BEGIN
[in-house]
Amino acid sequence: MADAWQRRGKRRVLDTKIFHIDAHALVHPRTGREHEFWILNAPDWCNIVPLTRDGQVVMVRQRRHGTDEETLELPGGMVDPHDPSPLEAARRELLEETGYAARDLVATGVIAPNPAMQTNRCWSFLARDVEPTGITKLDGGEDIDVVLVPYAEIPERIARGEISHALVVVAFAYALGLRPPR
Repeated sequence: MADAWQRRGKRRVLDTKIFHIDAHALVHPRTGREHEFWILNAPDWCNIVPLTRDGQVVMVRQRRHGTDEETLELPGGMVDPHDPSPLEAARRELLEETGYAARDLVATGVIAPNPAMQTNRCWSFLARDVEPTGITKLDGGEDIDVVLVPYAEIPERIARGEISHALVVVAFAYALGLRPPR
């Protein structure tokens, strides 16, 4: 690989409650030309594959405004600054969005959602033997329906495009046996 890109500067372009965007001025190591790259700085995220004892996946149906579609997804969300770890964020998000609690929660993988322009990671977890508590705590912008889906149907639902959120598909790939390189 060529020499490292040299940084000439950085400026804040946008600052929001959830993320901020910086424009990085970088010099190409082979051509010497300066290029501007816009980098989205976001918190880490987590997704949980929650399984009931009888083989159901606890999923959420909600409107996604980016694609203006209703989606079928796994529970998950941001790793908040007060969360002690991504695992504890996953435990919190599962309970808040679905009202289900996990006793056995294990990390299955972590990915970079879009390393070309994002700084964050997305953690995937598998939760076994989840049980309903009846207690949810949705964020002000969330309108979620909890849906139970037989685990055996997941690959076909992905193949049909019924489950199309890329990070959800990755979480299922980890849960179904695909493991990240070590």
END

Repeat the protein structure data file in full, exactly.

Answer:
[in-house]
Amino acid sequence: MADAWQRRGKRRVLDTKIFHIDAHALVHPRTGREHEFWILNAPDWCNIVPLTRDGQVVMVRQRRHGTDEETLELPGGMVDPHDPSPLEAARRELLEETGYAARDLVATGVIAPNPAMQTNRCWSFLARDVEPTGITKLDGGEDIDVVLVPYAEIPERIARGEISHALVVVAFAYALGLRPPR
Repeated sequence: MADAWQRRGKRRVLDTKIFHIDAHALVHPRTGREHEFWILNAPDWCNIVPLTRDGQVVMVRQRRHGTDEETLELPGGMVDPHDPSPLEAARRELLEETGYAARDLVATGVIAPNPAMQTNRCWSFLARDVEPTGITKLDGGEDIDVVLVPYAEIPERIARGEISHALVVVAFAYALGLRPPR
């Protein structure tokens, strides 16, 4: 690989409650030309594959405004600054969005959602033997329906495009046996 890109500067372009965007001025190591790259700085995220004892996946149906579609997804969300770890964020998000609690929660993988322009990671977890508590705590912008889906149907639902959120598909790939390189 060529020499490292040299940084000439950085400026804040946008600052929001959830993320901020910086424009990085970088010099190409082979051509010497300066290029501007816009980098989205976001918190880490987590997704949980929650399984009931009888083989159901606890999923959420909600409107996604980016694609203006209703989606079928796994529970998950941001790793908040007060969360002690991504695992504890996953435990919190599962309970808040679905009202289900996990006793056995294990990390299955972590990915970079879009390393070309994002700084964050997305953690995937598998939760076994989840049980309903009846207690949810949705964020002000969330309108979620909890849906139970037989685990055996997941690959076909992905193949049909019924489950199309890329990070959800990755979480299922980890849960179904695909493991990240070590």